A Marine with Task Force Southwest catches the Instant Eye small unmanned aerial system following a flight at Camp Lejeune, N.C., Feb. 8, 2017. The drone allows operators to record surveillance and execute reconnaissance in small, confined areas which are otherwise inoperable with larger aircraft. Approximately 300 Marines are assigned to Task Force Southwest, whose mission will be to train, advise and assist the Afghan National Army 215th Corps and 505th Zone National Police. (U.S. Marine Corps photo by Sgt. Lucas Hopkins)
Story by Sgt. Lucas Hopkins, II Marine Expeditionary Force
MARINE CORPS BASE CAMP LEJEUNE, N.C. --
Throughout Operation Enduring Freedom and Operation Iraqi Freedom, the armed services used unmanned aerial equipment to capture imagery of battlespaces, execute reconnaissance and conduct airstrikes on enemy targets. These devices proved indispensable in their abilities to move quickly and clandestinely.
A team of four Marines with Task Force Southwest practiced flying new drone technology, known as the Instant Eye small unmanned aerial system, at Marine Corps Base Camp Lejeune, N.C., Feb. 8, 2017.
Unlike other drones, which require either a runway or throwing for takeoff, the Instant Eye is capable of launching and landing at 90 degree angles.
“We can take off in any direction we want, and we can hover if we need to, which is a significant difference when it comes to maneuverability. That technology is great,” said Shaun Sorensen, a SUAS instructor with Training and Logistics Support Activity.
The aircraft’s small size allows for optimum stealth. It uses rotary wing as opposed to fixed-wing capabilities, allowing for the device the move through tightly-confined spaces such as buildings, around corners and up and over walls and hills.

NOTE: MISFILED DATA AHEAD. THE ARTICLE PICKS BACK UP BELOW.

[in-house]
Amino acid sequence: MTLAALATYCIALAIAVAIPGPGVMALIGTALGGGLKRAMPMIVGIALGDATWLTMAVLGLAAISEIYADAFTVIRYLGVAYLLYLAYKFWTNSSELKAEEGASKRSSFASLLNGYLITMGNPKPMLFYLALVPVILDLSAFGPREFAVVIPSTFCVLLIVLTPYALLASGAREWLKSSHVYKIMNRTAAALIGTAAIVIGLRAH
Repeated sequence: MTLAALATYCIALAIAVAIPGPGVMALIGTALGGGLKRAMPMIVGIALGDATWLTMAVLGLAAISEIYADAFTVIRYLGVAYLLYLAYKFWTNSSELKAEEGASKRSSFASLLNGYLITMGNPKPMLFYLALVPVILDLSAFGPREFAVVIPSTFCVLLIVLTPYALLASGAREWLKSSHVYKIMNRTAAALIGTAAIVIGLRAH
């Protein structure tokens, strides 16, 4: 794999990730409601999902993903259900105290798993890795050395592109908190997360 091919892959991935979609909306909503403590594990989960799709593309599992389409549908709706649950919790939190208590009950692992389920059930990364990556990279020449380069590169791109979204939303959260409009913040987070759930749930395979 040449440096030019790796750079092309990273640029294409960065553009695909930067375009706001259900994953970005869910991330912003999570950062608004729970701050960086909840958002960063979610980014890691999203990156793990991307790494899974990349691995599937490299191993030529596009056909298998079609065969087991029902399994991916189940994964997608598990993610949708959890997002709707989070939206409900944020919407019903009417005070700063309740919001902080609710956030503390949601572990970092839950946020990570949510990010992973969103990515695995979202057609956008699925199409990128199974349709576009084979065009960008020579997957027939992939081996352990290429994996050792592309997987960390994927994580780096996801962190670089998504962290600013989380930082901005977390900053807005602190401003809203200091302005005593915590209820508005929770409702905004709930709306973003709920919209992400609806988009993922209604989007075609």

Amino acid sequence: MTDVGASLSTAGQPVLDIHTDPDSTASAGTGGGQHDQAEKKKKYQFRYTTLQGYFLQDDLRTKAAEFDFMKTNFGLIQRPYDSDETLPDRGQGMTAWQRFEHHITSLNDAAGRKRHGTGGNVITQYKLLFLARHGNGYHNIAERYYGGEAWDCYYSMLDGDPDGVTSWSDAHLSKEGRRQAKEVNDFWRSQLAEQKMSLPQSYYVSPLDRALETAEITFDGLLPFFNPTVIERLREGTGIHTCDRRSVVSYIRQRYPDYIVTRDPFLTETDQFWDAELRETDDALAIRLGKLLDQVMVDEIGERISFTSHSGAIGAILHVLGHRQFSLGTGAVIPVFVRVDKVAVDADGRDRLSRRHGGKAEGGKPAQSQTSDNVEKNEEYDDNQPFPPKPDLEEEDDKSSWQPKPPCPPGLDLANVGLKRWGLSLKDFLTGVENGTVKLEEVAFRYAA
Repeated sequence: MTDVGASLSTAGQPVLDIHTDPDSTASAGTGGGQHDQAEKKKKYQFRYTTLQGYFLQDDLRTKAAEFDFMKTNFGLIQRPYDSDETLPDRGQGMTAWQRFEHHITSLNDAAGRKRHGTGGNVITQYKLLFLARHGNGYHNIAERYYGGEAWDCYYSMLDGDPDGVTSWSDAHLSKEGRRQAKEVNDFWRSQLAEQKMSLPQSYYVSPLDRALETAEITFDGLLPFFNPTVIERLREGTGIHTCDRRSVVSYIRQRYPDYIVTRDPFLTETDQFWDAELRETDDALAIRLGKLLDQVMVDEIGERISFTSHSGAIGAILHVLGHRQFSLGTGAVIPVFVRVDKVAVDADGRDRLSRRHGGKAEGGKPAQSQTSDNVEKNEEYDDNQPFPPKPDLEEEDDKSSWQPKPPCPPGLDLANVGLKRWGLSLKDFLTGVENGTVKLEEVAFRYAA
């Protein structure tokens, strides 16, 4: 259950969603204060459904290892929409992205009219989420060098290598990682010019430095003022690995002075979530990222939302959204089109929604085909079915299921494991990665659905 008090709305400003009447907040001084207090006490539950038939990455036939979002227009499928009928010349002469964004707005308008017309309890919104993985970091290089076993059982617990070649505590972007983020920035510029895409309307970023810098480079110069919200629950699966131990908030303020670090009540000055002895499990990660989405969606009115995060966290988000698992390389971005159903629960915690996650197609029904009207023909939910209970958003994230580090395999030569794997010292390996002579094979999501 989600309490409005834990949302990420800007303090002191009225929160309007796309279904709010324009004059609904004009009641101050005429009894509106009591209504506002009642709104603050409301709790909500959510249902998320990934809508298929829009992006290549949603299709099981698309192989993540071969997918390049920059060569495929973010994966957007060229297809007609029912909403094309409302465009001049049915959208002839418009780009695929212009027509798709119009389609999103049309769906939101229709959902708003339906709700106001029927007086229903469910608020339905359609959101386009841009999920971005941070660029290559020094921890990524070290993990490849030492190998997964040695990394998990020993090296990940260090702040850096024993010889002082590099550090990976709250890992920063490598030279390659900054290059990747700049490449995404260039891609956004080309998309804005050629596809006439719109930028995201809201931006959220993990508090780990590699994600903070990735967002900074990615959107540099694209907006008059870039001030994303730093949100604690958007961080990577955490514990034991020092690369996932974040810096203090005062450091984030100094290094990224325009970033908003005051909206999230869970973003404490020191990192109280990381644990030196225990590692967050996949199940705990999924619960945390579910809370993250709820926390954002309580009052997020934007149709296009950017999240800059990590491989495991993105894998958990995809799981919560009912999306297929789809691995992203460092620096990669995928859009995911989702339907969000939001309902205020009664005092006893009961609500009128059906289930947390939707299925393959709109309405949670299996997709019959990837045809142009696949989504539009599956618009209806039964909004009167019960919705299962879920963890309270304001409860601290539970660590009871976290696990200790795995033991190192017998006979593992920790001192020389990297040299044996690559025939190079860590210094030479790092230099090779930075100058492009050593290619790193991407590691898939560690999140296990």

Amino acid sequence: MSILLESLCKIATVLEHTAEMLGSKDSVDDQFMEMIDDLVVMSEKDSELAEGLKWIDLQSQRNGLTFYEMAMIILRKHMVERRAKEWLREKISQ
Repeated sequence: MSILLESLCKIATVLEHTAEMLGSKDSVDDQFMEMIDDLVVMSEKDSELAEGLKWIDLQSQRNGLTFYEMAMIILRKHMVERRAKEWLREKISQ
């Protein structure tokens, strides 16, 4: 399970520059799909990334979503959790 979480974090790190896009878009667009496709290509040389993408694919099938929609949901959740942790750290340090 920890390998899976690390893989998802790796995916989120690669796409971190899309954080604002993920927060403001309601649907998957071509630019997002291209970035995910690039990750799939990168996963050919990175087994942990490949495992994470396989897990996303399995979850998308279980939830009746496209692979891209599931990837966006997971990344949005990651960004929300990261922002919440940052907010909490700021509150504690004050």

“We can send this thing ahead and it can look for us,” said Cpl. Isaac Brown, an intelligence specialist with Task Force Southwest. “We don’t have to send Marines not knowing what’s on the other side of any obstacle.”
“It reduces the need for forward observation… and can take some of the risk out of patrolling,” added Sorensen.
The Marines also practiced maneuvering the Instant Eye at night, through and around obstacles, and inside in order to bolster their flying skills in preparation for a nine-month deployment to Helmand Province, Afghanistan.
Above all, the aircraft will greatly diminish the need to send Marines into possibly hostile areas without knowing key factors beforehand, such as the number of enemy troops or equipment.
“The Instant Eye is going to be a great tool for operations in Afghanistan; it allows us to go places we wouldn’t necessarily want to for our first look,” said Brown. “These systems are going to be invaluable to force protection.”
Task Force Southwest is comprised of approximately 300 Marines whose mission will be to train, advise and assist the Afghan National Army 215th Corps and 505th Zone National Police. The unit is scheduled to deploy in the Spring.